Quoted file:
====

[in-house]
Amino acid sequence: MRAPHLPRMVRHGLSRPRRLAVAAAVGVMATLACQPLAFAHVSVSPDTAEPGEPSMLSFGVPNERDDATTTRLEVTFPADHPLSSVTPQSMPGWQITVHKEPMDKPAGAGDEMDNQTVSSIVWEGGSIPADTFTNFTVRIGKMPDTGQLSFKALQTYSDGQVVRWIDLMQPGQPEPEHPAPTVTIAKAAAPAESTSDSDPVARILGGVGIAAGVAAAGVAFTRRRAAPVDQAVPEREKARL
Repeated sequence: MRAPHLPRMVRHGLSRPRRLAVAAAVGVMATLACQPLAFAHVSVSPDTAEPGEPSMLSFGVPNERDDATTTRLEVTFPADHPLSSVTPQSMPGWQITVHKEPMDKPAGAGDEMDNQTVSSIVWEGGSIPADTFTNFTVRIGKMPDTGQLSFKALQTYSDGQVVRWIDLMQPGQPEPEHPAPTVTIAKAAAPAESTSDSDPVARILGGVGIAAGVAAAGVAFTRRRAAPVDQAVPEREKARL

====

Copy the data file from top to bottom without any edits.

[in-house]
Amino acid sequence: MRAPHLPRMVRHGLSRPRRLAVAAAVGVMATLACQPLAFAHVSVSPDTAEPGEPSMLSFGVPNERDDATTTRLEVTFPADHPLSSVTPQSMPGWQITVHKEPMDKPAGAGDEMDNQTVSSIVWEGGSIPADTFTNFTVRIGKMPDTGQLSFKALQTYSDGQVVRWIDLMQPGQPEPEHPAPTVTIAKAAAPAESTSDSDPVARILGGVGIAAGVAAAGVAFTRRRAAPVDQAVPEREKARL
Repeated sequence: MRAPHLPRMVRHGLSRPRRLAVAAAVGVMATLACQPLAFAHVSVSPDTAEPGEPSMLSFGVPNERDDATTTRLEVTFPADHPLSSVTPQSMPGWQITVHKEPMDKPAGAGDEMDNQTVSSIVWEGGSIPADTFTNFTVRIGKMPDTGQLSFKALQTYSDGQVVRWIDLMQPGQPEPEHPAPTVTIAKAAAPAESTSDSDPVARILGGVGIAAGVAAAGVAFTRRRAAPVDQAVPEREKARL